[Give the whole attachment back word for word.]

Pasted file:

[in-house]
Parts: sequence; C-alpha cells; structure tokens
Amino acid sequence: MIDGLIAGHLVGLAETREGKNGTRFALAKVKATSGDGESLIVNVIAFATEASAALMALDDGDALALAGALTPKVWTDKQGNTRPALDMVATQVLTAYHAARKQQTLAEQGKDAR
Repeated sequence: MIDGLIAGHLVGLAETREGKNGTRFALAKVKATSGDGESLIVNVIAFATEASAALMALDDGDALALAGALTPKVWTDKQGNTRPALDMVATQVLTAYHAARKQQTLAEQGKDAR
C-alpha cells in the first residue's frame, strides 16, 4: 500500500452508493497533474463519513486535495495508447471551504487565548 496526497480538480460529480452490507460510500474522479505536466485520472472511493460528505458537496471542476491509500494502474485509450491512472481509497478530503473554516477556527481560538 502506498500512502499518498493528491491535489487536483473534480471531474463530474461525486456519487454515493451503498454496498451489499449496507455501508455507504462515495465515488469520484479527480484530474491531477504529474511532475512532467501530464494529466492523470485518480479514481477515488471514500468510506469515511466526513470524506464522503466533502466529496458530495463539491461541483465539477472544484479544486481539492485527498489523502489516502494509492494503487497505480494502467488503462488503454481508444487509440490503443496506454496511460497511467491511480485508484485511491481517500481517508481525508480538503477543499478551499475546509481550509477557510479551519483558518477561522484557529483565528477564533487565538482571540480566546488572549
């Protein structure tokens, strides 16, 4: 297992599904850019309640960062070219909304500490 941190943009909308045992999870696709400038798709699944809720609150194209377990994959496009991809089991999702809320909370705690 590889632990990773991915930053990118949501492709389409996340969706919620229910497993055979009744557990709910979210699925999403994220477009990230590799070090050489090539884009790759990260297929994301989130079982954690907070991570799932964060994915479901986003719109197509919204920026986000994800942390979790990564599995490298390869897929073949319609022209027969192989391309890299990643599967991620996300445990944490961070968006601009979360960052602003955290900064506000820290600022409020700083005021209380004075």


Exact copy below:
[in-house]
Parts: sequence; C-alpha cells; structure tokens
Amino acid sequence: MIDGLIAGHLVGLAETREGKNGTRFALAKVKATSGDGESLIVNVIAFATEASAALMALDDGDALALAGALTPKVWTDKQGNTRPALDMVATQVLTAYHAARKQQTLAEQGKDAR
Repeated sequence: MIDGLIAGHLVGLAETREGKNGTRFALAKVKATSGDGESLIVNVIAFATEASAALMALDDGDALALAGALTPKVWTDKQGNTRPALDMVATQVLTAYHAARKQQTLAEQGKDAR
C-alpha cells in the first residue's frame, strides 16, 4: 500500500452508493497533474463519513486535495495508447471551504487565548 496526497480538480460529480452490507460510500474522479505536466485520472472511493460528505458537496471542476491509500494502474485509450491512472481509497478530503473554516477556527481560538 502506498500512502499518498493528491491535489487536483473534480471531474463530474461525486456519487454515493451503498454496498451489499449496507455501508455507504462515495465515488469520484479527480484530474491531477504529474511532475512532467501530464494529466492523470485518480479514481477515488471514500468510506469515511466526513470524506464522503466533502466529496458530495463539491461541483465539477472544484479544486481539492485527498489523502489516502494509492494503487497505480494502467488503462488503454481508444487509440490503443496506454496511460497511467491511480485508484485511491481517500481517508481525508480538503477543499478551499475546509481550509477557510479551519483558518477561522484557529483565528477564533487565538482571540480566546488572549
């Protein structure tokens, strides 16, 4: 297992599904850019309640960062070219909304500490 941190943009909308045992999870696709400038798709699944809720609150194209377990994959496009991809089991999702809320909370705690 590889632990990773991915930053990118949501492709389409996340969706919620229910497993055979009744557990709910979210699925999403994220477009990230590799070090050489090539884009790759990260297929994301989130079982954690907070991570799932964060994915479901986003719109197509919204920026986000994800942390979790990564599995490298390869897929073949319609022209027969192989391309890299990643599967991620996300445990944490961070968006601009979360960052602003955290900064506000820290600022409020700083005021209380004075």